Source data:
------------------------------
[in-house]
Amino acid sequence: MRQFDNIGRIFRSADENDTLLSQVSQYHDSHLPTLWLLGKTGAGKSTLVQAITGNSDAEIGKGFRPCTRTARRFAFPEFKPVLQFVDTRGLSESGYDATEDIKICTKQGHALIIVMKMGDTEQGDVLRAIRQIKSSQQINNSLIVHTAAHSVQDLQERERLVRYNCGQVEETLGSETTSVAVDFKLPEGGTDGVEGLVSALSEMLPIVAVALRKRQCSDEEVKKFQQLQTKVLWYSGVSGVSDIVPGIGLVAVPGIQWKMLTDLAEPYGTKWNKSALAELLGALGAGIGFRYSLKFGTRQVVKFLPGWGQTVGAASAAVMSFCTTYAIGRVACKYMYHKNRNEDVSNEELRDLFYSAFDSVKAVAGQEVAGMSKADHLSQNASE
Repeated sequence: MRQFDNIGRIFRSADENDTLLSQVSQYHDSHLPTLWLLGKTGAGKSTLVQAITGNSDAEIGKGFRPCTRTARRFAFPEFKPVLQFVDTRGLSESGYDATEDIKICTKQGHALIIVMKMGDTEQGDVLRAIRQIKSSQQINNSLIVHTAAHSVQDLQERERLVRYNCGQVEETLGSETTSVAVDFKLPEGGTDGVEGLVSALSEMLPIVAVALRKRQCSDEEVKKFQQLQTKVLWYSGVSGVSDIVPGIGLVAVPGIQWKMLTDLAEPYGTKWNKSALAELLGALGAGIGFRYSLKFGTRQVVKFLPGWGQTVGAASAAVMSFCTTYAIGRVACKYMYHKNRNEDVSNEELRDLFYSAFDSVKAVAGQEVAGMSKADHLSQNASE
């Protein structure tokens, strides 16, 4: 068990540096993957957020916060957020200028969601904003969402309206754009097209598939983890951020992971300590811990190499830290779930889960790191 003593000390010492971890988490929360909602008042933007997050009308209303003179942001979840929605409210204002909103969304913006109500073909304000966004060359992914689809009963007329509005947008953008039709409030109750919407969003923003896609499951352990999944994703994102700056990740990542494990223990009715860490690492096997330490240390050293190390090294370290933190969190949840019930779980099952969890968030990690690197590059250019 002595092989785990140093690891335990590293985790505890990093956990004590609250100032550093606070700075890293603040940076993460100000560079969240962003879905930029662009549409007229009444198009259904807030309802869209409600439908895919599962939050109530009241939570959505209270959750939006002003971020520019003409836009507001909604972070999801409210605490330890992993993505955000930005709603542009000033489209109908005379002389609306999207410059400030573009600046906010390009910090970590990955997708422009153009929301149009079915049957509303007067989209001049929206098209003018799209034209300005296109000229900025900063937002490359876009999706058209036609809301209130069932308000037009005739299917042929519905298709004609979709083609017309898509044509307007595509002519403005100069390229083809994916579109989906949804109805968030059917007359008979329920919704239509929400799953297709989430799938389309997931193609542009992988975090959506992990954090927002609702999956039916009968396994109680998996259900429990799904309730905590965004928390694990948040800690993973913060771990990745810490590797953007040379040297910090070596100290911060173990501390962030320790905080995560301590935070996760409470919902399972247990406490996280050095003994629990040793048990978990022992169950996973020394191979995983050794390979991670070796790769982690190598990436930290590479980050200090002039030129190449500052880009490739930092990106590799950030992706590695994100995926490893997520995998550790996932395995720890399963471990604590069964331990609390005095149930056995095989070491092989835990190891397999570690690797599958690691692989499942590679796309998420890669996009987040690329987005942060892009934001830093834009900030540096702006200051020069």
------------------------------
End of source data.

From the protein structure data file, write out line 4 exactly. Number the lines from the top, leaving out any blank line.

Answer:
């Protein structure tokens, strides 16, 4: 068990540096993957957020916060957020200028969601904003969402309206754009097209598939983890951020992971300590811990190499830290779930889960790191 003593000390010492971890988490929360909602008042933007997050009308209303003179942001979840929605409210204002909103969304913006109500073909304000966004060359992914689809009963007329509005947008953008039709409030109750919407969003923003896609499951352990999944994703994102700056990740990542494990223990009715860490690492096997330490240390050293190390090294370290933190969190949840019930779980099952969890968030990690690197590059250019 002595092989785990140093690891335990590293985790505890990093956990004590609250100032550093606070700075890293603040940076993460100000560079969240962003879905930029662009549409007229009444198009259904807030309802869209409600439908895919599962939050109530009241939570959505209270959750939006002003971020520019003409836009507001909604972070999801409210605490330890992993993505955000930005709603542009000033489209109908005379002389609306999207410059400030573009600046906010390009910090970590990955997708422009153009929301149009079915049957509303007067989209001049929206098209003018799209034209300005296109000229900025900063937002490359876009999706058209036609809301209130069932308000037009005739299917042929519905298709004609979709083609017309898509044509307007595509002519403005100069390229083809994916579109989906949804109805968030059917007359008979329920919704239509929400799953297709989430799938389309997931193609542009992988975090959506992990954090927002609702999956039916009968396994109680998996259900429990799904309730905590965004928390694990948040800690993973913060771990990745810490590797953007040379040297910090070596100290911060173990501390962030320790905080995560301590935070996760409470919902399972247990406490996280050095003994629990040793048990978990022992169950996973020394191979995983050794390979991670070796790769982690190598990436930290590479980050200090002039030129190449500052880009490739930092990106590799950030992706590695994100995926490893997520995998550790996932395995720890399963471990604590069964331990609390005095149930056995095989070491092989835990190891397999570690690797599958690691692989499942590679796309998420890669996009987040690329987005942060892009934001830093834009900030540096702006200051020069």